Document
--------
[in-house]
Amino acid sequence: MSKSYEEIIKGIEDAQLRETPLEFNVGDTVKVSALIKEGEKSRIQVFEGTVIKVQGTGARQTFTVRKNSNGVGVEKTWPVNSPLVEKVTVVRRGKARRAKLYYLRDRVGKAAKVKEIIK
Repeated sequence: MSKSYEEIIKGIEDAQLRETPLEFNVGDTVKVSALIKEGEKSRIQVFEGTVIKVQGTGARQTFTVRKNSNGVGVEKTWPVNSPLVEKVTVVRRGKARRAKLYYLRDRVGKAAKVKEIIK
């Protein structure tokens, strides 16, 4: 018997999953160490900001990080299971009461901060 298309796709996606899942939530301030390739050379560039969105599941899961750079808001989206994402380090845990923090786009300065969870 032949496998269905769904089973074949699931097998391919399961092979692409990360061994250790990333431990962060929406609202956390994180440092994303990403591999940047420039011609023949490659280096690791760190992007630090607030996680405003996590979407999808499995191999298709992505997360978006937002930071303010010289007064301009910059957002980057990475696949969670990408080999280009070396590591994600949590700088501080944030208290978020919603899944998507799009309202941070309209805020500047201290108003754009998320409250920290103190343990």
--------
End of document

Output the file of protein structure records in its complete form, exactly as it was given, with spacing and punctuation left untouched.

[in-house]
Amino acid sequence: MSKSYEEIIKGIEDAQLRETPLEFNVGDTVKVSALIKEGEKSRIQVFEGTVIKVQGTGARQTFTVRKNSNGVGVEKTWPVNSPLVEKVTVVRRGKARRAKLYYLRDRVGKAAKVKEIIK
Repeated sequence: MSKSYEEIIKGIEDAQLRETPLEFNVGDTVKVSALIKEGEKSRIQVFEGTVIKVQGTGARQTFTVRKNSNGVGVEKTWPVNSPLVEKVTVVRRGKARRAKLYYLRDRVGKAAKVKEIIK
């Protein structure tokens, strides 16, 4: 018997999953160490900001990080299971009461901060 298309796709996606899942939530301030390739050379560039969105599941899961750079808001989206994402380090845990923090786009300065969870 032949496998269905769904089973074949699931097998391919399961092979692409990360061994250790990333431990962060929406609202956390994180440092994303990403591999940047420039011609023949490659280096690791760190992007630090607030996680405003996590979407999808499995191999298709992505997360978006937002930071303010010289007064301009910059957002980057990475696949969670990408080999280009070396590591994600949590700088501080944030208290978020919603899944998507799009309202941070309209805020500047201290108003754009998320409250920290103190343990």